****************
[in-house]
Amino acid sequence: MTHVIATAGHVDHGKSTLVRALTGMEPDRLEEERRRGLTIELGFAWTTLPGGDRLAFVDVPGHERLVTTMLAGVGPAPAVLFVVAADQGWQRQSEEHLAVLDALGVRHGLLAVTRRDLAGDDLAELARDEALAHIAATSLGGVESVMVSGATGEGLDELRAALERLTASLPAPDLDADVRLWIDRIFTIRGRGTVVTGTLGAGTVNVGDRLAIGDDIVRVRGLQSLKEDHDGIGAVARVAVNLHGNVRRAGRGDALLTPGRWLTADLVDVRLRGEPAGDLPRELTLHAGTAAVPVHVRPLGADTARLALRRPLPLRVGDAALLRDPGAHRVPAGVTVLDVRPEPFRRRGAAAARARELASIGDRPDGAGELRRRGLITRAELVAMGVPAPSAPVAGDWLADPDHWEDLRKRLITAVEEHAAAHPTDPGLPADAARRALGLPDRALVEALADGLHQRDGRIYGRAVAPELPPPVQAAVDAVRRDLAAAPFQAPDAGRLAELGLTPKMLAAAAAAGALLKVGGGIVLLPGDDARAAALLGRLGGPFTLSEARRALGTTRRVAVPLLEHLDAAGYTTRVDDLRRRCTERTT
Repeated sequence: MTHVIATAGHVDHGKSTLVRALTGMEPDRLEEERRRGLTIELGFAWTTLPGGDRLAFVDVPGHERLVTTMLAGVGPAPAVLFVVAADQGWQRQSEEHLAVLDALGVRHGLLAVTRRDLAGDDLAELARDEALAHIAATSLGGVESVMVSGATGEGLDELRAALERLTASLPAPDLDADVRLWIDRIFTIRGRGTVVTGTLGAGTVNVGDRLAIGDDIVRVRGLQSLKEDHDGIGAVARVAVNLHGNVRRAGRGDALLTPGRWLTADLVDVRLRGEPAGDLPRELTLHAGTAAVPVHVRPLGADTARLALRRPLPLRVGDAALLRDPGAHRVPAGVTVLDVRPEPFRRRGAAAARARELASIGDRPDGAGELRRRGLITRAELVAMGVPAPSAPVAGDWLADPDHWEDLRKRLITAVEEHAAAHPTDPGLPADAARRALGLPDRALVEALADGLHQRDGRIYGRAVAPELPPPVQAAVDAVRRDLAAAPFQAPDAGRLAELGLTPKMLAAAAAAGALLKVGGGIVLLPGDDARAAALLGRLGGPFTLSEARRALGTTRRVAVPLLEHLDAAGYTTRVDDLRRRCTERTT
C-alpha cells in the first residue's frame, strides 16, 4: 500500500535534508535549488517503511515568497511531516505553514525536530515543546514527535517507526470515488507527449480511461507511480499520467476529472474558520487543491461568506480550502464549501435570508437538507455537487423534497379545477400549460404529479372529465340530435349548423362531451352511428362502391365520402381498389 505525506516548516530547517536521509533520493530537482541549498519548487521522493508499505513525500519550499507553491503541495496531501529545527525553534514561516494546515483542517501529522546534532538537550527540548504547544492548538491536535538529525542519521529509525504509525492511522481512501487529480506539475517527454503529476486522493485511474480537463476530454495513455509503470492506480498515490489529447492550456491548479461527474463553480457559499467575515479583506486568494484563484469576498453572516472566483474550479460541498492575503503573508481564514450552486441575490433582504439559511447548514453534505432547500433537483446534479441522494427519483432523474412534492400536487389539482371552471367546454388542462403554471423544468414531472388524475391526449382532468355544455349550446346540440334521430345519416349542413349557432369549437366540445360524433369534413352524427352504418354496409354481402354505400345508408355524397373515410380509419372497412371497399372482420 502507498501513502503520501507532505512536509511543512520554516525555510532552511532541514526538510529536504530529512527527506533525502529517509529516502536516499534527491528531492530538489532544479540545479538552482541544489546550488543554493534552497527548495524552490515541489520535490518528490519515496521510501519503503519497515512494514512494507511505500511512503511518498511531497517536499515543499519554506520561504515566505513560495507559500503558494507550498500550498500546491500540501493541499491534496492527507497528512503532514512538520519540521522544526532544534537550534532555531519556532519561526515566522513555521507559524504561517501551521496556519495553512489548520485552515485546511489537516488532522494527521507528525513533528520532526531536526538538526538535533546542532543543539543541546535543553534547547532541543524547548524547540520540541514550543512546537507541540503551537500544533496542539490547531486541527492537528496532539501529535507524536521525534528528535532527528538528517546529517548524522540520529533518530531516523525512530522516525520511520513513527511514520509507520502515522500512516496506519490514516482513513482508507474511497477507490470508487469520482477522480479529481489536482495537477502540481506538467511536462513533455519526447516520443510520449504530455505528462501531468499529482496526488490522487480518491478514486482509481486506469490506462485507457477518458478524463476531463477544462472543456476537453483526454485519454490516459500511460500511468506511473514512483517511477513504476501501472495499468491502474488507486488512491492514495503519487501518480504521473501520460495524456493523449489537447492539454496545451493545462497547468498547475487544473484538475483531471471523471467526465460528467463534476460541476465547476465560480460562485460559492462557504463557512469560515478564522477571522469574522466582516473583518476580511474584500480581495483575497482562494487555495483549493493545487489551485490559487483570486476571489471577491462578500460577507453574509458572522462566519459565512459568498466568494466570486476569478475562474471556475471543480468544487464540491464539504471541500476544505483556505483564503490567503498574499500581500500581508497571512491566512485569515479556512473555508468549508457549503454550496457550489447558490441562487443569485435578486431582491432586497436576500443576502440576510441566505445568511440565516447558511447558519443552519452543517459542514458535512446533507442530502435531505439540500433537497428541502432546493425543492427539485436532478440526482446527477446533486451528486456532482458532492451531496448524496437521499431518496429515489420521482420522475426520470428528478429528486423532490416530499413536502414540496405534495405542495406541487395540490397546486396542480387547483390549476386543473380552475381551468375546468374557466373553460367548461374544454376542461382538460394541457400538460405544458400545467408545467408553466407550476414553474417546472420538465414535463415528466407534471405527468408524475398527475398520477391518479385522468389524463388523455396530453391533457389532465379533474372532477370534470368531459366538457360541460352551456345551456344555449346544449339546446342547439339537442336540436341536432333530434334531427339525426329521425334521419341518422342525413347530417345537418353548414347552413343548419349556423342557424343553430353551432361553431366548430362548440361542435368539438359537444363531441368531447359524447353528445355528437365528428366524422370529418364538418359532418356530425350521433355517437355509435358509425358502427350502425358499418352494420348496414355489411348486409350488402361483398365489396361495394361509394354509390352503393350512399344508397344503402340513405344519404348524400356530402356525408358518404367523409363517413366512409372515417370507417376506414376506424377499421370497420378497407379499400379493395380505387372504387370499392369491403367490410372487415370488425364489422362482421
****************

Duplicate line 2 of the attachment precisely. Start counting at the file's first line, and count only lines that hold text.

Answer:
Amino acid sequence: MTHVIATAGHVDHGKSTLVRALTGMEPDRLEEERRRGLTIELGFAWTTLPGGDRLAFVDVPGHERLVTTMLAGVGPAPAVLFVVAADQGWQRQSEEHLAVLDALGVRHGLLAVTRRDLAGDDLAELARDEALAHIAATSLGGVESVMVSGATGEGLDELRAALERLTASLPAPDLDADVRLWIDRIFTIRGRGTVVTGTLGAGTVNVGDRLAIGDDIVRVRGLQSLKEDHDGIGAVARVAVNLHGNVRRAGRGDALLTPGRWLTADLVDVRLRGEPAGDLPRELTLHAGTAAVPVHVRPLGADTARLALRRPLPLRVGDAALLRDPGAHRVPAGVTVLDVRPEPFRRRGAAAARARELASIGDRPDGAGELRRRGLITRAELVAMGVPAPSAPVAGDWLADPDHWEDLRKRLITAVEEHAAAHPTDPGLPADAARRALGLPDRALVEALADGLHQRDGRIYGRAVAPELPPPVQAAVDAVRRDLAAAPFQAPDAGRLAELGLTPKMLAAAAAAGALLKVGGGIVLLPGDDARAAALLGRLGGPFTLSEARRALGTTRRVAVPLLEHLDAAGYTTRVDDLRRRCTERTT